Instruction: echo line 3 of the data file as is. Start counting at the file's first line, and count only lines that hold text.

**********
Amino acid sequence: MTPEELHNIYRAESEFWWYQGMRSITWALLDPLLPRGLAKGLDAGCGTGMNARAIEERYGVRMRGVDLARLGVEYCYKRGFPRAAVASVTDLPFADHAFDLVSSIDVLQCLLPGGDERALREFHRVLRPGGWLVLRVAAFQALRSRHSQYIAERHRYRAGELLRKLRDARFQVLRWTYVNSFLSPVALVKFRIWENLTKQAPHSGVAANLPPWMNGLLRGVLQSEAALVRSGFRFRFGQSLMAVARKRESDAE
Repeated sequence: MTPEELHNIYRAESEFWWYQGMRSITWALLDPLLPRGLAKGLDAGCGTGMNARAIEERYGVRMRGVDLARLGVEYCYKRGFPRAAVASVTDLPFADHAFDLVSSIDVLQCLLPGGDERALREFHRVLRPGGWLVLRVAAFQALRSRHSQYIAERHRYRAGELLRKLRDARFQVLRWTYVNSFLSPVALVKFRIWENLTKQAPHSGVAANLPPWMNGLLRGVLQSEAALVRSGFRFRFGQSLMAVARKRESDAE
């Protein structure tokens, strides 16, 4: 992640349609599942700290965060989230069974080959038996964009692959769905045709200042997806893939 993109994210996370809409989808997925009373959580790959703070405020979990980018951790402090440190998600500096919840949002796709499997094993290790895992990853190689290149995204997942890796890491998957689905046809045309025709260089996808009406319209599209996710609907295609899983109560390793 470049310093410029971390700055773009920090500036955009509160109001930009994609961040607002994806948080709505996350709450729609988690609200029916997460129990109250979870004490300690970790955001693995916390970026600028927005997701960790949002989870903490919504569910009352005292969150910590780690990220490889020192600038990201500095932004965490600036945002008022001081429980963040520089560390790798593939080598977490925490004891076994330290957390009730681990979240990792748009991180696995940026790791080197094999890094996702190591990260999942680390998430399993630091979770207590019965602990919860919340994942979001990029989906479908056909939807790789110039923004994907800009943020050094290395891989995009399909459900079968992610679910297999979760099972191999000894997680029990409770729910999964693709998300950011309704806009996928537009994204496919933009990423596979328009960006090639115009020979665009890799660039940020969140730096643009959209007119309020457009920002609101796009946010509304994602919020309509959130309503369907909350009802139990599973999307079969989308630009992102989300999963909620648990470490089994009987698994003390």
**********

């Protein structure tokens, strides 16, 4: 992640349609599942700290965060989230069974080959038996964009692959769905045709200042997806893939 993109994210996370809409989808997925009373959580790959703070405020979990980018951790402090440190998600500096919840949002796709499997094993290790895992990853190689290149995204997942890796890491998957689905046809045309025709260089996808009406319209599209996710609907295609899983109560390793 470049310093410029971390700055773009920090500036955009509160109001930009994609961040607002994806948080709505996350709450729609988690609200029916997460129990109250979870004490300690970790955001693995916390970026600028927005997701960790949002989870903490919504569910009352005292969150910590780690990220490889020192600038990201500095932004965490600036945002008022001081429980963040520089560390790798593939080598977490925490004891076994330290957390009730681990979240990792748009991180696995940026790791080197094999890094996702190591990260999942680390998430399993630091979770207590019965602990919860919340994942979001990029989906479908056909939807790789110039923004994907800009943020050094290395891989995009399909459900079968992610679910297999979760099972191999000894997680029990409770729910999964693709998300950011309704806009996928537009994204496919933009990423596979328009960006090639115009020979665009890799660039940020969140730096643009959209007119309020457009920002609101796009946010509304994602919020309509959130309503369907909350009802139990599973999307079969989308630009992102989300999963909620648990470490089994009987698994003390």